One has to give the Friends of Freeman an A for great effort. Councillor Meed Ward gets an A as well for pulling a rabbit out of a hat.

By Pepper Parr

BURLINGTON, ON  April 17, 2012  They think they have a home –even if it’s an interim one – but a Council Committee wanted to look the gift horse in the mouth and at the request of the chair of the Friends of the Freeman Station (FOF) the committee went into a closed session – and stayed there for more than an hour.

When it was over James Smith chair of FOF looked particularly drawn and all Councillor Lancaster was prepared to report when the committee came out of closed session was that the committee would “pursue they information we were given”.

It might be on the move again - this time to an interim home where it can be renovated and set down on a permanent base somewhere on the Beachway.

There was one kind of surprising bit of news and also a look at the way the city managed the funds they are entrusted with.

No one seems to know just how much there is in the way of money available to the Save the Freeman project.

There were funds that were saved by an early Save Freeman committee – and the thinking was that the amount was in the $20,000 range.

Then there was an additional $24,000, give or take a couple of thousand, that the city had budgeted for either the moving or demolition of the station.

The Friends of the Freeman Station have pulled in $30,000 – so we have a potential $74,000 available.

Then Marianne Meed Ward pulled a rabbit out of a hat and quietly mentioned that there was about $25,000 in Section 37 money from the Strada development on Maple Avenue that hasn’t been put to any good use yet.  Meed Ward said her understanding was that the Strada Section 37 money could be applied to the project providing it was within the “downtown” – but given the way the city let the hospital stretch the definition of downtown – a way could surely be found to get the Strada money into the Freeman Station bank account.

If that could be done the Friends of Freeman would have $100,000 in hand.  James Smith said they felt they needed $350,000 to complete as total renovation of the structure.  So the financial side looks promising.

Smith added that the committee had eased up on their fund raising activities and were focused on working through the interim home opportunity.  Now that the FOF have charity status and can hand out tax receipts for anything over $20, they have every reason to believe they will be able to raise the $250,000  needed to complete the renovation.

But then they need to find a permanent home – and given the way city council has handled this file in the past there is no guarantee they will step up to the table and do the right thing and work with the FOF to find a location on the Beachway, where the station belongs and then work with the FOF people to overcome whatever opposition Conservation Halton comes up with.

The Pump House is on the Beachway now and no one would ever even suggest it be removed.  That building has a full basement that is dry.  And there is water service to the building as well as sewage service.  The Waterfront Access Advisory Committee has asked the city to put out a Request for Expressions of Interest on getting some kind of commercial operation into that building.  The Freeman Station would fit into that area very well.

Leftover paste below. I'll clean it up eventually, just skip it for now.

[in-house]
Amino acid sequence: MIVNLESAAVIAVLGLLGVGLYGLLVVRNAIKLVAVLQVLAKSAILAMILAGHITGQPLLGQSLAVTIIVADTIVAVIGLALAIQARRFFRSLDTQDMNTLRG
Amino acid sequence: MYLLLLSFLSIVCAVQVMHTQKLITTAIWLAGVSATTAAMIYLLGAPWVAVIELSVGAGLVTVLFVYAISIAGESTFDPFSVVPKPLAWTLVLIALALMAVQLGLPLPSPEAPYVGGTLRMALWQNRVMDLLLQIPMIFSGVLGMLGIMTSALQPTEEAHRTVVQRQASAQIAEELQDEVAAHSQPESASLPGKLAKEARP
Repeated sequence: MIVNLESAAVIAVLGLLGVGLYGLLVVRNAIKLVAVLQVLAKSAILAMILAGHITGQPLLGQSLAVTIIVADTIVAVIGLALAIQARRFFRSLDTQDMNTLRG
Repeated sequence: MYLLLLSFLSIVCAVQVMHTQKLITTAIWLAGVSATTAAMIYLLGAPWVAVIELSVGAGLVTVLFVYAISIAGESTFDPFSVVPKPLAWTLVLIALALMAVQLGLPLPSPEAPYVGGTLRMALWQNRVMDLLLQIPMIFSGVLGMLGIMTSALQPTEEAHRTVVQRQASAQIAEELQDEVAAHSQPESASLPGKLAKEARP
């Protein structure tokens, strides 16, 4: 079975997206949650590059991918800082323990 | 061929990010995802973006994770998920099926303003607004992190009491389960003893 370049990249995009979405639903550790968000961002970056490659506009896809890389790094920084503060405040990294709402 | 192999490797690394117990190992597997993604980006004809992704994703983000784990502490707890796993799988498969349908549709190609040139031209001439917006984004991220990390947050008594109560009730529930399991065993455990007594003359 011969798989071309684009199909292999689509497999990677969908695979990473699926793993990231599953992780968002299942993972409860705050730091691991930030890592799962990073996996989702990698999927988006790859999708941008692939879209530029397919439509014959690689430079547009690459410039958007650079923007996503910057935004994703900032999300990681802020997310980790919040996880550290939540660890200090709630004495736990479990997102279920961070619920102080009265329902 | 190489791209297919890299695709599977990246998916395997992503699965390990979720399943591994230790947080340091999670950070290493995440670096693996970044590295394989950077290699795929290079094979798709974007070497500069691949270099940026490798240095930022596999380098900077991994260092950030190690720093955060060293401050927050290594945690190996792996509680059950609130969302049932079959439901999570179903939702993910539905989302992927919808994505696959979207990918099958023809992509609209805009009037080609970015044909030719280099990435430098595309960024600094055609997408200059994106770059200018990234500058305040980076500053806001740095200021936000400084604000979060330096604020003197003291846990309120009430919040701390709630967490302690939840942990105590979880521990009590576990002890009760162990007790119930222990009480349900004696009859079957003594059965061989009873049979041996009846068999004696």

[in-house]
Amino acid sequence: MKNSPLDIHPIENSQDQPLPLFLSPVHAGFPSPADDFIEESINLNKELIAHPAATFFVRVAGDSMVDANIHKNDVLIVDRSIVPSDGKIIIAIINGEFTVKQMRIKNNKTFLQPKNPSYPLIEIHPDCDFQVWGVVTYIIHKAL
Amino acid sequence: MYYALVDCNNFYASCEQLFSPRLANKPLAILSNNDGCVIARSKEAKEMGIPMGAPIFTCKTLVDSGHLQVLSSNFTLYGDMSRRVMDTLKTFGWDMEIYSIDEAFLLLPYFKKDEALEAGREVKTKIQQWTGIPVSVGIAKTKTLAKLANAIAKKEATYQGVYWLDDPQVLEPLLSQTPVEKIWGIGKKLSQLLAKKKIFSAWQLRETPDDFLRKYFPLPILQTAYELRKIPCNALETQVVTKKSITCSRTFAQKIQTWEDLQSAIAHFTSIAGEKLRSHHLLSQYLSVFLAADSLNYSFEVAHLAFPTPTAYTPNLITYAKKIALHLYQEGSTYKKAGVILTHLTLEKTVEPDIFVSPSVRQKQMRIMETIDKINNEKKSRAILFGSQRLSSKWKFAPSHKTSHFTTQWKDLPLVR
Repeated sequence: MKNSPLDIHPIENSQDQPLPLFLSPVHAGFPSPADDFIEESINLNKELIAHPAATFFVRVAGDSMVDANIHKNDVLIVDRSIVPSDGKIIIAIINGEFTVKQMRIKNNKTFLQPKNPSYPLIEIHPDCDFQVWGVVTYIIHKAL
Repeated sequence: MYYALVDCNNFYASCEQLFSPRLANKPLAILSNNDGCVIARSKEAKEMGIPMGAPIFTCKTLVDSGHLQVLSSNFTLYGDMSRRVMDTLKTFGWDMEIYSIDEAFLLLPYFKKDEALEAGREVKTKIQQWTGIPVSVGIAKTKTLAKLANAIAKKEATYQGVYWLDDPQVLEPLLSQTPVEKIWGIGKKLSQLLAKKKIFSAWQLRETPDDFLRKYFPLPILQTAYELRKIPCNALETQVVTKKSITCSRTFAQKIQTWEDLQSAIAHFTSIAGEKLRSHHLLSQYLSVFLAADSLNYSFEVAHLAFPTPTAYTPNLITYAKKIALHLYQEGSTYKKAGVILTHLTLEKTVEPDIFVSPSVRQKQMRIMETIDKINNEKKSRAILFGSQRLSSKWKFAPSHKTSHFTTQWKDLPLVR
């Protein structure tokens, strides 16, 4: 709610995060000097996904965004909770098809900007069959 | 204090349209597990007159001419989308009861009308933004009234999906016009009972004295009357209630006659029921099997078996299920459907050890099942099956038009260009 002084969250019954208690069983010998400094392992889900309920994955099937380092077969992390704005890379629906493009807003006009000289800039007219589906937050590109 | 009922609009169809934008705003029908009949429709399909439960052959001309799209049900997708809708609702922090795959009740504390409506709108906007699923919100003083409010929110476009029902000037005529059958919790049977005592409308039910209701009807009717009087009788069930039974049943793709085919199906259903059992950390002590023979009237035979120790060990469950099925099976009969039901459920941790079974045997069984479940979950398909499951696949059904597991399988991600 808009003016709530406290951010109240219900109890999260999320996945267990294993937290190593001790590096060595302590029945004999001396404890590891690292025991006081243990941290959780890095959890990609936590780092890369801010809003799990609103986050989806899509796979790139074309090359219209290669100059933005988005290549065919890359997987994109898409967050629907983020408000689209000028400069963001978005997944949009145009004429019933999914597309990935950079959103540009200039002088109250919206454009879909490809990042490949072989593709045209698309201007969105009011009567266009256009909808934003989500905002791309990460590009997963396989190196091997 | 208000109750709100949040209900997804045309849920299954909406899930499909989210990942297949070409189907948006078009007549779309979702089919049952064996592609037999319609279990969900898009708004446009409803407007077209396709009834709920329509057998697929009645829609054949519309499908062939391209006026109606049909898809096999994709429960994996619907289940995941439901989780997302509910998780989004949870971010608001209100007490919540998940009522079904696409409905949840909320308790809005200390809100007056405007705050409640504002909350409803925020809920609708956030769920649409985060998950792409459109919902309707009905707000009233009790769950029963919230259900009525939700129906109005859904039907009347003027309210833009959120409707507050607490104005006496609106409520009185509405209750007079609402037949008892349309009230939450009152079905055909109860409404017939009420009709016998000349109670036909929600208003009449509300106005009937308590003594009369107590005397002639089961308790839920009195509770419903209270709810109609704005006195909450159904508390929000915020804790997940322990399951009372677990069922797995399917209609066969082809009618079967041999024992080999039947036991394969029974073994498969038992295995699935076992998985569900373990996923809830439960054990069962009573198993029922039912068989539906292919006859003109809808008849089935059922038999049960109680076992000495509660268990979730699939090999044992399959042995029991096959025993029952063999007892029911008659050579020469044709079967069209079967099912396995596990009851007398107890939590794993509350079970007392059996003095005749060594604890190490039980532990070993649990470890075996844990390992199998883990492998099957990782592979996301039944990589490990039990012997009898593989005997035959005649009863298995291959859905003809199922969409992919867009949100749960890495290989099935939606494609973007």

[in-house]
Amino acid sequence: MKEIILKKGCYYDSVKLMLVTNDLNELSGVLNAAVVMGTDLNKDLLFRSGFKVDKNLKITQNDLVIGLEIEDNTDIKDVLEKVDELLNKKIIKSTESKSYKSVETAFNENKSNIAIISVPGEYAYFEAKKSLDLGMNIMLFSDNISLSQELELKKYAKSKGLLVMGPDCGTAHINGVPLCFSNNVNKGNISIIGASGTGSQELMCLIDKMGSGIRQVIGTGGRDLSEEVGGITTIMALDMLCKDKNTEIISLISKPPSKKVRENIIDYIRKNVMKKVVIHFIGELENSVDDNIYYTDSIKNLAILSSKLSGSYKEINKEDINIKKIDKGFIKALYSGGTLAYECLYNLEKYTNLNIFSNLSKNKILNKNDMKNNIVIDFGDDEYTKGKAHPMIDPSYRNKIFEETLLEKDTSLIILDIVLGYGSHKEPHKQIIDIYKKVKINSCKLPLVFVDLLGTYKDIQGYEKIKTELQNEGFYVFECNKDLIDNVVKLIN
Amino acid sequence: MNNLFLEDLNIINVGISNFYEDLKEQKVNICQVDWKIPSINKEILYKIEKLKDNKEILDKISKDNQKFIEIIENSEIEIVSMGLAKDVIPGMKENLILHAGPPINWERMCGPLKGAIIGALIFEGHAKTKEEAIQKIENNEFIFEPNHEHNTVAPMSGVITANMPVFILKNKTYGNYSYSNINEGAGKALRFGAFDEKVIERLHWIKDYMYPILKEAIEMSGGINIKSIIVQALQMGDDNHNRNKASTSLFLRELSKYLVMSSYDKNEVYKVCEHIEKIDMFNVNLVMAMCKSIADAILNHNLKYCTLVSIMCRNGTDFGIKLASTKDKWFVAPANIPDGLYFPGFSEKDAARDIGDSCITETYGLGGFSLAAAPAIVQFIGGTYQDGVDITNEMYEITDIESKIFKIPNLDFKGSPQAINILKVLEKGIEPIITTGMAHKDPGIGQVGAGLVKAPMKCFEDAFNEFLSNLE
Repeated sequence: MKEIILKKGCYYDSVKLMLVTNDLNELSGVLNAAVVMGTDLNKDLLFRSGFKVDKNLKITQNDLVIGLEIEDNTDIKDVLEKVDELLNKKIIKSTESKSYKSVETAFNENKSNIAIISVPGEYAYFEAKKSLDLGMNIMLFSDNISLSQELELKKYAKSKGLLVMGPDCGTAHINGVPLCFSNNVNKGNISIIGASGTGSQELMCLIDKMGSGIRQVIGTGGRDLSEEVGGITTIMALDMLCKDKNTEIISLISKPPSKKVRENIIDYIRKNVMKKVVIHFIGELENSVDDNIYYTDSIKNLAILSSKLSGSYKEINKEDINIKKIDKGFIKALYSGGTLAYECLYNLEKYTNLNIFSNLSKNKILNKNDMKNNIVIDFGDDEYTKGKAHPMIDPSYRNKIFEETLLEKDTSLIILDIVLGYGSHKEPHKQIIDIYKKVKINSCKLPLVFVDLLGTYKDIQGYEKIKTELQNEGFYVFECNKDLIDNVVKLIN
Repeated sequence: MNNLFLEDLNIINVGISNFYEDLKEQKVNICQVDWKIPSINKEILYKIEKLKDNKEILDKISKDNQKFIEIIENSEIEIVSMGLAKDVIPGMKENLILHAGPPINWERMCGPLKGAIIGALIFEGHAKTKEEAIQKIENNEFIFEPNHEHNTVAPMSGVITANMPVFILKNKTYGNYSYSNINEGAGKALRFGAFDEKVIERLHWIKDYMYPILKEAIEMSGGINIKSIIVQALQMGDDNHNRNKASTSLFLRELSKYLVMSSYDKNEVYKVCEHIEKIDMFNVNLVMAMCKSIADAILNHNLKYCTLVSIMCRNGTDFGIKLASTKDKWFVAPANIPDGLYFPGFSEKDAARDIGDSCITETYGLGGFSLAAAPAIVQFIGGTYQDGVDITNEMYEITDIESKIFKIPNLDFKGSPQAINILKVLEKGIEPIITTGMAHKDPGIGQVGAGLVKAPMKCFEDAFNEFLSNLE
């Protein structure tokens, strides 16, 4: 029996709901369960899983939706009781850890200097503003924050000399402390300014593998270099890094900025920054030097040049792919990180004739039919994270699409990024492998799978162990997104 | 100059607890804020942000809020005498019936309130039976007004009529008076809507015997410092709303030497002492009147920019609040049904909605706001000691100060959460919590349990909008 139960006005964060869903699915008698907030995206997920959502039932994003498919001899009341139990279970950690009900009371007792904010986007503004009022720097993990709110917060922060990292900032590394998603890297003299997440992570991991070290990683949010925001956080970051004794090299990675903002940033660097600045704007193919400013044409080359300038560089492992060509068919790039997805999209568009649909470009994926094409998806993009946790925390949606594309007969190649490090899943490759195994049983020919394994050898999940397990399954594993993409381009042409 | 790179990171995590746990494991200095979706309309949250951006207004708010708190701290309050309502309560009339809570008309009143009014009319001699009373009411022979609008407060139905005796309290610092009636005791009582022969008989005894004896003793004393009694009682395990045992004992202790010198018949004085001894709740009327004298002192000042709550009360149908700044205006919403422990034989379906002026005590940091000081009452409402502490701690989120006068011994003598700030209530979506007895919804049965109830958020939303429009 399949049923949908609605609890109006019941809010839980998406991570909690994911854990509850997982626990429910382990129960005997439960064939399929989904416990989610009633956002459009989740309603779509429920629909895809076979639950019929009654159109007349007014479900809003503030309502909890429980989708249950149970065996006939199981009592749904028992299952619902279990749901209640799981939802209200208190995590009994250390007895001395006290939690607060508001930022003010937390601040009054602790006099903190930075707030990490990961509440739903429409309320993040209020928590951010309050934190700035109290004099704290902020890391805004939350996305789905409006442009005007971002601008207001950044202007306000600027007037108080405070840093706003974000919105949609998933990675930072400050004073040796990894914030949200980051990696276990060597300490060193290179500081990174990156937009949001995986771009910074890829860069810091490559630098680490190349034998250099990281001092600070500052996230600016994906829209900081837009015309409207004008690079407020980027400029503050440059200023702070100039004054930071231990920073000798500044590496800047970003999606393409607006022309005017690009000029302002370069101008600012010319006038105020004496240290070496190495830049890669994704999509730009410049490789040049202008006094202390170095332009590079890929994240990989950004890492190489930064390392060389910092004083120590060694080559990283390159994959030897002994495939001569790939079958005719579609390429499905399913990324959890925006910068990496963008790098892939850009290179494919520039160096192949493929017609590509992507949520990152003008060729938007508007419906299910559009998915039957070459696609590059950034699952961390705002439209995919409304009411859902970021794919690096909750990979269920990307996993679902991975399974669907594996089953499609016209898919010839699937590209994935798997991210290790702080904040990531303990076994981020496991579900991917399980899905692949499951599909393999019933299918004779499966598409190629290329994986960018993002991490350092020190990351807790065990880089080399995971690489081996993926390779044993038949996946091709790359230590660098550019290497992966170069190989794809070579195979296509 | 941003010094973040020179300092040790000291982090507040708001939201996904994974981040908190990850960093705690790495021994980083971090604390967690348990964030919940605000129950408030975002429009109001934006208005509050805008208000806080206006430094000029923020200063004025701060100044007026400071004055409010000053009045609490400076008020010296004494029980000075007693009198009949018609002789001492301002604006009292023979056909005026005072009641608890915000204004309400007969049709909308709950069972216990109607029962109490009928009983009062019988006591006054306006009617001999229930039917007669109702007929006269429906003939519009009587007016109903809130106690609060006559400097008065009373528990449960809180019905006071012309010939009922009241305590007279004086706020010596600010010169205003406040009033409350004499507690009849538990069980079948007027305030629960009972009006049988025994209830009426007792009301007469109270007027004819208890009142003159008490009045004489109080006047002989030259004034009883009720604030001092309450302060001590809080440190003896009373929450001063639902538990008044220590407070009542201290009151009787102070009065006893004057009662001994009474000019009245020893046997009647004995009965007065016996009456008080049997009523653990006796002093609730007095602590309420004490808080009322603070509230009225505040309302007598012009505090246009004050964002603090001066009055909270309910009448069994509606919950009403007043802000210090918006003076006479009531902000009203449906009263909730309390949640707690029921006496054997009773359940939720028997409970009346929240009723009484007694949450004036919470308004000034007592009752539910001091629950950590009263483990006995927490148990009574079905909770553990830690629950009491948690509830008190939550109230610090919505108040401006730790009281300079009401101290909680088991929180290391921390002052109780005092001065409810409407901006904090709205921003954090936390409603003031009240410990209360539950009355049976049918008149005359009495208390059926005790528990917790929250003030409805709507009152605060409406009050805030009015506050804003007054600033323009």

And that’s where the challenge the FOF people face comes into play.  The structure is sitting beside the Fire Station on Plains Road and it can’t stay there much longer.  The fire department needs the space for other equipment while they do the renovations that have been approved to the building.

Currently parked beside the fire station on Plains Road, the Freeman Station has to be moved. Private property owner has come forward with an offer. Will it be too good to be true?

Friends of the Freeman Station either found or were approached by a property owner who was prepared to rent them space they could use to store and renovate the building.  No one was prepared to say exactly who the private property owner was in public.  Apparently the property owner didn’t want to make the offer publicly and then get turned down. If renovation work is going to be done in the cold weather that would suggest a place that is big enough to hold the building.  Our source at city hall suggested all we had to do was Google a bit and we would be able to figure out where the rather dilapidated structure was going to go.  Try that – see what you come up with.

The deal, if there was to be one, would have the Friends of Freeman Station, the private property owner and the city enter into a lease agreement. Did I just hear the tap, tap of Nancy Shea Nicol’s high heels come into the room?  Nicol is the city solicitor and any lease agreement will have to go through her hands – not always the easiest things to get through.

There were clearly all kinds of questions put to Smith – and while he will tell his Board, he isn’t going to say anything publicly because he doesn’t want to damage  the opportunity for getting a place where work can be done on the structure.

Councillor Sharman asked the critical question before the meeting went into closed session. “How long will the new host be a good host.”   And because the public doesn’t know what was said behind those closed doors and the private property owner doesn’t want to go public until he knows his offer is going to be accepted – the public is shut out.

And so that is where things stand.  As Councillor Lancaster put it : “we will pursue the information we have been given”.  Exactly how much money there is in capital accounts and trust accounts will get cleared up at  the city Council meeting on April 30th.


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